…who are we, what it is we are really protecting, and what it is that we want to create and achieve. This — our grand narrative, our identity — is where this dialogue needs to go. It is where we will find both resilience and strength.
Then the real question. Does the Insurgency and the Red Religion represent a stable attractor in the 21st Century. Can it form a collective intelligence that is able to select-against and out-compete all comers. If so, what does this look like? My sense is that this is ultimately a highly unstable state. While tribalism (nationalism) can be very potent in the short term, it is ultimately a deeply unsta…
From my perspective, then, the resolution of Culture War 2.0, and the broader War for Collective Intelligence, settles into a simple choice. We either endeavor to make sense and choices on the basis of our existing cultural toolkit and, ultimately, battle into self-extinguishing chaos as lived reality accelerates beyond the bounds of those tools. Or we listen to our deepest humanness and allow ourselves to become sensitive to creative liminality. From here (and, I propose, only from here) we are capable of a coherent collective intelligence that is fully adequate to the novelty and magnitude of our present reality.
…t this precisely the kind of data set that you would need to train a deep learning AI on something? Are we in the process of producing a mechanism whereby anyone who wanted to (and had access to the right portion of the available information) could train an AI to weaponize civil conflict?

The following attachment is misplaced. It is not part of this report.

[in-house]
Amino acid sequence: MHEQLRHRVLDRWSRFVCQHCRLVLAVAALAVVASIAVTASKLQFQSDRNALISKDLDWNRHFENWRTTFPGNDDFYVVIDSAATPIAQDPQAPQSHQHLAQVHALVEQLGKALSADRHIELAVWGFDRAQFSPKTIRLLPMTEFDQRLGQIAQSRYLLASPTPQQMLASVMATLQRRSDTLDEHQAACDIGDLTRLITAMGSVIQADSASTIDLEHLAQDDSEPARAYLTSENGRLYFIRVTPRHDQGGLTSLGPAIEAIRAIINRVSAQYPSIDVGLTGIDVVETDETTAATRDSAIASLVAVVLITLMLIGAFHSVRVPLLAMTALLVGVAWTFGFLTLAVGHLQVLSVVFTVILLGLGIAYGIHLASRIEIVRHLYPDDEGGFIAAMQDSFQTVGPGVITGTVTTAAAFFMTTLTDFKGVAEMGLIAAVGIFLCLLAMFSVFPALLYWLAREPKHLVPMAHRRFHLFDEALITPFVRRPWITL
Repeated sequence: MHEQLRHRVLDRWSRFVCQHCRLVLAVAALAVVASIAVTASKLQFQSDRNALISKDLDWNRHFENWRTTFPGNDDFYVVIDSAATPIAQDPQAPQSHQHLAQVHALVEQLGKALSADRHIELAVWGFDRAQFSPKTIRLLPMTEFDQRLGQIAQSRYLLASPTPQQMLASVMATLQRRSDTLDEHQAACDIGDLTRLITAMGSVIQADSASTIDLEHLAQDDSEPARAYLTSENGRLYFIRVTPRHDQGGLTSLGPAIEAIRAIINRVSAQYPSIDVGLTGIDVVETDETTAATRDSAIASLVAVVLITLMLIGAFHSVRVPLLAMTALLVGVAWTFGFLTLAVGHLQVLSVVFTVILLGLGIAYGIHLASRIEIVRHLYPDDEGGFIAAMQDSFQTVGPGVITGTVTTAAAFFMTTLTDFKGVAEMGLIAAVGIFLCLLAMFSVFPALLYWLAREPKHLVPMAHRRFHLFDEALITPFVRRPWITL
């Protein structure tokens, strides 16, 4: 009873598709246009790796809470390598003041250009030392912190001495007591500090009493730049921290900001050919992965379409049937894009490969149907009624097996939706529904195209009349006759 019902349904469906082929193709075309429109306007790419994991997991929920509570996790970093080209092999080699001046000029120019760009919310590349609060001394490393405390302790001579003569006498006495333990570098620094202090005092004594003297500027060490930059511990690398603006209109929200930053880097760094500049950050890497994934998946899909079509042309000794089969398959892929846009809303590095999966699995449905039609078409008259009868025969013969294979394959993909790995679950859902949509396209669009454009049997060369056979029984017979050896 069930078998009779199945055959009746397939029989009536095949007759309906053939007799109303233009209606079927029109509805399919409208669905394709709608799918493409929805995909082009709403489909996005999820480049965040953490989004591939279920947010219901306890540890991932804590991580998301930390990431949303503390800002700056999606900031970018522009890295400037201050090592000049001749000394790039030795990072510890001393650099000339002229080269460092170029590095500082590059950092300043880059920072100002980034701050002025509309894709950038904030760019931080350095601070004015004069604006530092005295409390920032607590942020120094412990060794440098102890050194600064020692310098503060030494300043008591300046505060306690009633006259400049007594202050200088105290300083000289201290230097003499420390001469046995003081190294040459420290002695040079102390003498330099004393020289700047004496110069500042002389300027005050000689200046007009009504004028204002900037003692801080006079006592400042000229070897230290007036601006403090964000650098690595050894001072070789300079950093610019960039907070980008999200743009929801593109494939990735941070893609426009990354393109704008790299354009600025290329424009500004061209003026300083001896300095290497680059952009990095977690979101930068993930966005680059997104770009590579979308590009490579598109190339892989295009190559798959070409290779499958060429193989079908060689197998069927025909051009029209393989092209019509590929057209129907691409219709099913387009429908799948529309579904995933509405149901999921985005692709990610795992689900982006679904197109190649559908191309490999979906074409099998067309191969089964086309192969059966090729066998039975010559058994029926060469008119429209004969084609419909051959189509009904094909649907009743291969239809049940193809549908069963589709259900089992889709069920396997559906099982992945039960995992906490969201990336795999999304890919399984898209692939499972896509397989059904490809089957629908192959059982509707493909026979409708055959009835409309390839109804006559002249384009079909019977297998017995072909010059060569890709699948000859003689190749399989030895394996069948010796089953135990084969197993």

… culture war, the new war is the brawl between memetic tribes for the soul of America and the West. We define a culture war as a memetic war to determine what the social facts are at the core of a given society, or alternatively, to determine society’s boundaries of the sacred and the profane. Political arguments have become indistinguishable from moral arguments, and one cannot challenge pol…
…the 21st Century (the Internet), we don’t have to look too closely to see how very different it is. Television is like a waking dream. A hyper-version of fantastic imagination. And while the Internet is more than capable of pumping out fantasy, it does so in a context that includes a very different capacity: memory. Lots of memory.
We are witnessing a major transition. This bodes ill for the entire set of power structures that were designed to control the minds and institutions of the broadcast era. A lot of dirty laundry is going to be aired. And most of the old engines of consensus and control are going to drop into obsolescence.
These “self-organizing collective intelligences” (SOCI), are a new kind of socio-cultural phenomenon that is beginning to emerge in the niche created by the Internet. They involve attractive generator functions dropped into the hive mind that gather attention, use that attention to build more capacity and then grow into something progressively real and self-sustaining.
Do Facebook and YouTube constitute quasi-governmental actors that should be held to constitutional standards when regulating their vast marketplaces of ideas? Mr Tribe says that under current law, they aren’t. But he worries that if these “hugely influential…
cti…heories. It’s not even that there were foreign influence operations polluting our social platforms. The biggest problem, as I see it, is that when there are multiple operations on the same platforms, with similar goals, and similar tactics, the math behind the algorithmic news feeds causes each of these operations to magnify the effects of the others.